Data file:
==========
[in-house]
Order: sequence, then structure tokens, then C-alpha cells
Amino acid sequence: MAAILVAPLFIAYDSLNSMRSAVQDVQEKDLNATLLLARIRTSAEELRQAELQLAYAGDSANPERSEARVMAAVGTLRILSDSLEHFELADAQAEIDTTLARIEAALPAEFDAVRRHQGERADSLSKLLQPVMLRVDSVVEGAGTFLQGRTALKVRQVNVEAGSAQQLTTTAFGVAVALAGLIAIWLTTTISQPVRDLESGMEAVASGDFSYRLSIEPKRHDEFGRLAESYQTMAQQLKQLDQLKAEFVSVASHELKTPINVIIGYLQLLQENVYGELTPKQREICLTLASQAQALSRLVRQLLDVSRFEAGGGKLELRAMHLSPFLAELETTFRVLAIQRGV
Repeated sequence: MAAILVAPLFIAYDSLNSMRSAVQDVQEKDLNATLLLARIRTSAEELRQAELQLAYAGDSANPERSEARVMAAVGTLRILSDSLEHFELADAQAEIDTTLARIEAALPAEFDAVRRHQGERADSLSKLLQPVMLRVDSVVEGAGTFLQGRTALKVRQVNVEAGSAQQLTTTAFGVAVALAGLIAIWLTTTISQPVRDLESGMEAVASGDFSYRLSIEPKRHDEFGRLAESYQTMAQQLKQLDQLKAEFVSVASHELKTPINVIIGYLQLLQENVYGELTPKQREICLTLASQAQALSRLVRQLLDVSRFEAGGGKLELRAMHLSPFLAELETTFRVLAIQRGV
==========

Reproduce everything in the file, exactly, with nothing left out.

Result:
[in-house]
Order: sequence, then structure tokens, then C-alpha cells
Amino acid sequence: MAAILVAPLFIAYDSLNSMRSAVQDVQEKDLNATLLLARIRTSAEELRQAELQLAYAGDSANPERSEARVMAAVGTLRILSDSLEHFELADAQAEIDTTLARIEAALPAEFDAVRRHQGERADSLSKLLQPVMLRVDSVVEGAGTFLQGRTALKVRQVNVEAGSAQQLTTTAFGVAVALAGLIAIWLTTTISQPVRDLESGMEAVASGDFSYRLSIEPKRHDEFGRLAESYQTMAQQLKQLDQLKAEFVSVASHELKTPINVIIGYLQLLQENVYGELTPKQREICLTLASQAQALSRLVRQLLDVSRFEAGGGKLELRAMHLSPFLAELETTFRVLAIQRGV
Repeated sequence: MAAILVAPLFIAYDSLNSMRSAVQDVQEKDLNATLLLARIRTSAEELRQAELQLAYAGDSANPERSEARVMAAVGTLRILSDSLEHFELADAQAEIDTTLARIEAALPAEFDAVRRHQGERADSLSKLLQPVMLRVDSVVEGAGTFLQGRTALKVRQVNVEAGSAQQLTTTAFGVAVALAGLIAIWLTTTISQPVRDLESGMEAVASGDFSYRLSIEPKRHDEFGRLAESYQTMAQQLKQLDQLKAEFVSVASHELKTPINVIIGYLQLLQENVYGELTPKQREICLTLASQAQALSRLVRQLLDVSRFEAGGGKLELRAMHLSPFLAELETTFRVLAIQRGV